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Castle of Lost Souls

(British cover)
(American cover)
Series: Golden Dragon Fantasy Gamebooks #6
Translated Into: Le Château des âmes damnées (French)
De fortabte sjæles slot (Danish)
Ushinawareta oni no shiro [失われた魂の城] (Japanese)
Adapted From: The Castle of Lost Souls, Part 1: The Champion (Mini-Adventure)
The Castle of Lost Souls, Part 2: The Quest (Mini-Adventure)
The Castle of Lost Souls, Part 3: The Demon Road (Mini-Adventure)
The Castle of Lost Souls, Part 4: The Evil Eye (Mini-Adventure)
Authors: Morris, Dave
Newnham, Yve
Illustrators: Elettori, Bruno (original cover)
Hartas, Leo (interior)
Release Dates: July 11, 1985 (original)
December, 1986 (American edition)
July 6, 2013
ISBNs: 0425094170 / 9780425094174 (American edition)
0583307620 / 9780583307628 (original)
1490526129 / 9781490526126
Length:309 sections
User Summary: You are hired to find and destroy an evil demon who keeps the soul of a dead man imprisoned.
Fireguard's Thoughts: After a rough slog through Curse of the Pharoah, Golden Dragon ends on a somewhat mundane story. By the end I was carrying around so much weird junk I had to double-check I wasn't reading an Ian Livingstone book. At least in Castle of Lost Souls you don't make it all the way to the end only to scream, "I'm supposed to have found WHAT??!"

On the whole, the book is pretty much average. The encounters aren't bad although they sometimes verge into the comical, and your demonic nemesis isn't all that intimidating as gamebook end bosses go (for my complaints against Curse of the Pharoah, the one thing I can't say is it lacked for fearsome villains). If you've read this far into Golden Dragon you might as well finish it up, but otherwise this book isn't really worth bending over backwards to read.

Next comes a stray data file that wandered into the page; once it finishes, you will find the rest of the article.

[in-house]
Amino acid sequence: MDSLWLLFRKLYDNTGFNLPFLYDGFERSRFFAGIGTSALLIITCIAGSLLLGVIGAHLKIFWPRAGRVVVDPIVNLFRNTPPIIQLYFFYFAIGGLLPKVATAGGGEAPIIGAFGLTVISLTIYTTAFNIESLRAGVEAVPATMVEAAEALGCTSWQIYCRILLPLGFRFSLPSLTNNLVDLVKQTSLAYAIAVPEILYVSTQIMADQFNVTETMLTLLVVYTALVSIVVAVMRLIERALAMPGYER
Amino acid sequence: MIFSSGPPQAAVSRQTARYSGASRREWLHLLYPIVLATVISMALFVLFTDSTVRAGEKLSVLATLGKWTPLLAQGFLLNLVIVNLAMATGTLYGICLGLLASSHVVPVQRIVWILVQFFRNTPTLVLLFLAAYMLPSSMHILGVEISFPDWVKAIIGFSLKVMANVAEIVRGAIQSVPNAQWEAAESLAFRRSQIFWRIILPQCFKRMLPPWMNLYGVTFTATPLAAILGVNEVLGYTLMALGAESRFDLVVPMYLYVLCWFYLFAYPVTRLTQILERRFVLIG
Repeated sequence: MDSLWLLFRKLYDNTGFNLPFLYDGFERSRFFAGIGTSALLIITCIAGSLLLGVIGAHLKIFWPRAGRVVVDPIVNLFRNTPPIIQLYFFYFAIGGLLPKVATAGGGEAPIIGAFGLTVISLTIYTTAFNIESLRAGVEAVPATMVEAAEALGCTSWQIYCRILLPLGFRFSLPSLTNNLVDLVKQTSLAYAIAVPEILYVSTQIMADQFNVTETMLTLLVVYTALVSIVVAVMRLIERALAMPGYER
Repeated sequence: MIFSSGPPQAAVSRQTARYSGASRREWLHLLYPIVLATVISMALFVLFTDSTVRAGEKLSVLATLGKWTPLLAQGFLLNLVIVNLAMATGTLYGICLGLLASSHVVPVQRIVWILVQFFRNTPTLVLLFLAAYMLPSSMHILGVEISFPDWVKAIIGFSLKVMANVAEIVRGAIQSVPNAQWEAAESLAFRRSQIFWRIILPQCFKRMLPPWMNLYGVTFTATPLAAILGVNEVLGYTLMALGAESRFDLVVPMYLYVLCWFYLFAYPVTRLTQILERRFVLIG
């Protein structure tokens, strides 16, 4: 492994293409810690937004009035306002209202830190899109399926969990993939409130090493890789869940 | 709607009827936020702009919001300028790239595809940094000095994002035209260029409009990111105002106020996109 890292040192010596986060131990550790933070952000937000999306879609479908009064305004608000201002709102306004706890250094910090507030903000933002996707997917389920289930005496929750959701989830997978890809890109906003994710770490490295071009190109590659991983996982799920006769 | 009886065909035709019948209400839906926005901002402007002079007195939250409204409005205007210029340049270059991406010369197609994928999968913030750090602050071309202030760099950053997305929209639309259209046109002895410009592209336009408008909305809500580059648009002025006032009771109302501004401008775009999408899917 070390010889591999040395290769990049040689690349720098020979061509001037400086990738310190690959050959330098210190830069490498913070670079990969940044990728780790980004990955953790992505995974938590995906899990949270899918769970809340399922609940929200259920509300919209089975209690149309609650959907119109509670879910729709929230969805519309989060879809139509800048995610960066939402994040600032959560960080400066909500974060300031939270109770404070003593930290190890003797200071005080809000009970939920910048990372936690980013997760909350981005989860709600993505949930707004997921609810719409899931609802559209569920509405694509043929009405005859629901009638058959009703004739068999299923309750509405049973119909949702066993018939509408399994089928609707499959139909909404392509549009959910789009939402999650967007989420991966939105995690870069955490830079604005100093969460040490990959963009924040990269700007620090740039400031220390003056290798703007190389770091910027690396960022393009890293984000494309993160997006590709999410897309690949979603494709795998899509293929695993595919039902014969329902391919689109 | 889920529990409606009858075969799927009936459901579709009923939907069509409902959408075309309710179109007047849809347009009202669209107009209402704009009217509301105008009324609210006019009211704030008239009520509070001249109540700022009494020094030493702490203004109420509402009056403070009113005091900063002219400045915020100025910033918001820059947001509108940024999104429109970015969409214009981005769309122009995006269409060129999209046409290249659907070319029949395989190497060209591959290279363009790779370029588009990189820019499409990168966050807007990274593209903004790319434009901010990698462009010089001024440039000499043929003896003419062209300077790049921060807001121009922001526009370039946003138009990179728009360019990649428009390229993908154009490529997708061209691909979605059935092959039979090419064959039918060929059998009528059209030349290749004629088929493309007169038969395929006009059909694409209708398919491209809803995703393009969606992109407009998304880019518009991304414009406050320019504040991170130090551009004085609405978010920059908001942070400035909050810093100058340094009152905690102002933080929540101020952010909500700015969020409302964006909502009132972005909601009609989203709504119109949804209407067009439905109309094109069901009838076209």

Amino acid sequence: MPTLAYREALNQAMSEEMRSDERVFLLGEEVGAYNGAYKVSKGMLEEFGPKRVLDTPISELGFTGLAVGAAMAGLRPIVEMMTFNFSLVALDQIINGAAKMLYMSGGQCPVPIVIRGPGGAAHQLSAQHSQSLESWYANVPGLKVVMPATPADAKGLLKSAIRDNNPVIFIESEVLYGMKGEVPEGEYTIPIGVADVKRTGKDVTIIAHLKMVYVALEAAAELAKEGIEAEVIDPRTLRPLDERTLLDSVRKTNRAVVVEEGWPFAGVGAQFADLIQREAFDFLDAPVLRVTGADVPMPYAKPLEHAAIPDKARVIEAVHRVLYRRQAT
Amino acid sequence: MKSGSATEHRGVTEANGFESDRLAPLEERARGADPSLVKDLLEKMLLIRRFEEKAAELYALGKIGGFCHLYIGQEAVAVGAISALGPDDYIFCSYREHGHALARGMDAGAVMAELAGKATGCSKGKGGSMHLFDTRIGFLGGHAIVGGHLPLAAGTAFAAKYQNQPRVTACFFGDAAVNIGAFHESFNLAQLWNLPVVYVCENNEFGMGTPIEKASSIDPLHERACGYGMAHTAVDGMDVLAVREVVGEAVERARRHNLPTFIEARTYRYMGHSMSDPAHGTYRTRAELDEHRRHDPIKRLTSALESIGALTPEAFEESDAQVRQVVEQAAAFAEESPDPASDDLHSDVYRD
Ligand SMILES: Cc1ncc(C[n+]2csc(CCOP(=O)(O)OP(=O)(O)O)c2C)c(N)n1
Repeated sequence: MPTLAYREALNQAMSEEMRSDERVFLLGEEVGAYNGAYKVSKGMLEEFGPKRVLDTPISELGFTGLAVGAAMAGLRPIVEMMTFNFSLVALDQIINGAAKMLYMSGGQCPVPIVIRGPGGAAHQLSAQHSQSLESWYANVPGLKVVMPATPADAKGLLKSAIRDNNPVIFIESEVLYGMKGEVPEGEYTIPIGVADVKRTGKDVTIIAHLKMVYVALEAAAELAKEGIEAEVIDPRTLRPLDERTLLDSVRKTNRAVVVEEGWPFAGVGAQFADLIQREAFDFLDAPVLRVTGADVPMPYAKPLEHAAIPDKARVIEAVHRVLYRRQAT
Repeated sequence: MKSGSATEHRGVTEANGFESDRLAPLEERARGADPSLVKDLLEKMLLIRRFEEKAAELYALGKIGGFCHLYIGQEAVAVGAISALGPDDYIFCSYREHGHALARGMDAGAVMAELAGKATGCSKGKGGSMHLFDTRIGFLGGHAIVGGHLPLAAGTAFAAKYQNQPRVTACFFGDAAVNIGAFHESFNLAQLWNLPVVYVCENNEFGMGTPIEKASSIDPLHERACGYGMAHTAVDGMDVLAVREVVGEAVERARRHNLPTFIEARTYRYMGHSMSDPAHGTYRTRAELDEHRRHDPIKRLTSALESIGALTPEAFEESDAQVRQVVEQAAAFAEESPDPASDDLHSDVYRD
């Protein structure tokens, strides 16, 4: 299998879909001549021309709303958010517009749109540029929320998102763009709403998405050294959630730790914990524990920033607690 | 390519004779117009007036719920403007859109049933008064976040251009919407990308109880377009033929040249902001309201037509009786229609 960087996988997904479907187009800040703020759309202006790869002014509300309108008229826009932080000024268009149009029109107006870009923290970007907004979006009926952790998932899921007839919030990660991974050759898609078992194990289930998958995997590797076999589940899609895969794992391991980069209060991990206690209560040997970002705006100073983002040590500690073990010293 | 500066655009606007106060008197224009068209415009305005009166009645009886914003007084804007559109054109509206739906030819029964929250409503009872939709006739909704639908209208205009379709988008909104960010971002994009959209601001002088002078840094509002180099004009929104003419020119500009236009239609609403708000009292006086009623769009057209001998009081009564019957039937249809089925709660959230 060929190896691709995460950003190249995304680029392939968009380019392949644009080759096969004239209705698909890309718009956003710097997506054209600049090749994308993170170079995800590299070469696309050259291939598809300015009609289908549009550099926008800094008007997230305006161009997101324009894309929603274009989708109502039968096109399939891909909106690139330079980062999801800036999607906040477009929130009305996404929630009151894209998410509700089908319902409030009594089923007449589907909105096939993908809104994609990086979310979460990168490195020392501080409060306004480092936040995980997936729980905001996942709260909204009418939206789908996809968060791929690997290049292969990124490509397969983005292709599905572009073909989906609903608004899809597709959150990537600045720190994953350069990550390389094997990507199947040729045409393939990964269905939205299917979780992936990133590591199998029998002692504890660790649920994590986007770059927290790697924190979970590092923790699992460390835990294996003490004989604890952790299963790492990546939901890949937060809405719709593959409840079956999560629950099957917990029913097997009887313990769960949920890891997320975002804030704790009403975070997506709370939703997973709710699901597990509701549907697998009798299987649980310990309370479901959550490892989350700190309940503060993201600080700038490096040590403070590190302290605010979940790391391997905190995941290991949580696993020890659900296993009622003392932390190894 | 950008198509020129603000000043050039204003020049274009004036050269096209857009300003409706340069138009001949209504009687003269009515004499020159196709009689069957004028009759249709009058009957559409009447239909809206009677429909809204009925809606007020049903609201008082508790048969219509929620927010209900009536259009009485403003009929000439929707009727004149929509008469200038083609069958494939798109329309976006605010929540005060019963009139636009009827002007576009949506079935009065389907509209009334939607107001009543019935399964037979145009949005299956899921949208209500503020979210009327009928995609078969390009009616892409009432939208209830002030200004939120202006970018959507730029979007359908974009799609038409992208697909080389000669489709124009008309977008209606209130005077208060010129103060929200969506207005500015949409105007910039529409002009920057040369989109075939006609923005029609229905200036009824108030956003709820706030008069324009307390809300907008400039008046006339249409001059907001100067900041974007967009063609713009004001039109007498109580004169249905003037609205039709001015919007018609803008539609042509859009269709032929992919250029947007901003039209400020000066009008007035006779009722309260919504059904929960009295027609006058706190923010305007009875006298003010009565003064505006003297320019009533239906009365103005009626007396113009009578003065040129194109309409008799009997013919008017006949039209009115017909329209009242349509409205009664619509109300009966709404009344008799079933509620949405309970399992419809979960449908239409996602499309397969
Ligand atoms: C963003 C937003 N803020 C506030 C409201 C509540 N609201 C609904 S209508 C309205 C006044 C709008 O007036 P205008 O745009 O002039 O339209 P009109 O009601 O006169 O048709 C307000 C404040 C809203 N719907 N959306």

More reviews by Fireguard

Guillermo's Thoughts: This book has a somewhat weird history. Its first version was serialized in Games Workshop's White Dwarf magazine (which at that time had a much larger coverage of role-playing products than it does now) from April through July 1984, making this possibly the earliest solo adventure written by Dave Morris. It's also the only gamebook-related project in which Dave's then fiancée, Yve Newnham, participated. Unfortunately, I'm unable to comment on the differences between the White Dwarf version and the Grafton Books one, since I've never been able to peruse the former. However, I can say this seems sort of a strange choice to end this series with, as it is clearly a gamebook directed at beginners with adventure gaming in general (as the magazine version must have been). Castle of Lost Souls is considerably less difficult than your usual Golden Dragon gamebook, but it's still pretty good.

This adventure consists mostly of gathering several items, then travelling to the castle mentioned in the title to do battle with the demon. The writing is, for the most part, of lesser quality than that found in previous Dave Morris books, but the book has several saving graces. One of them is Leo Hartas' return as illustrator, which certainly adds a lot of flavour to the book. I also liked the fact that there is a lot of flexibility - there's often more than one way to obtain an item you need, and some of the sub-quests can be indeed entertaining and interesting. There is also more than one way through the castle to the final goal, which adds replay value to the book The opportunity to explore several different settings (village, wilderness and castle) is also a plus. The authors seem intent on showing the many possibilities of different settings - there are several opportunities for social interaction (with all sort of results) in the village, while the encounters in the wilderness and the castle are usually well-designed and representative of the dangers one can find in those settings. The illusion maze, for example, is particularly clever.

Overall, the book is not too difficult. There are many items which will allow you to overcome most obstacles quite easily, but there are still some hurdles here and there which may lead to failure if you are not careful. Figuring the correct way, however, shouldn't take too long. The rather low level of difficulty and variety of settings mean this is an excellent choice to get started with gamebooks, as it offers many varied adventures while keeping frustration to a bare minimum. People with more experience, however, may find it too easy for their taste. I don't consider it an essential read, but it's not bad.

More reviews by Guillermo

Special Thanks:Thanks to Guillermo Paredes for the plot summary.
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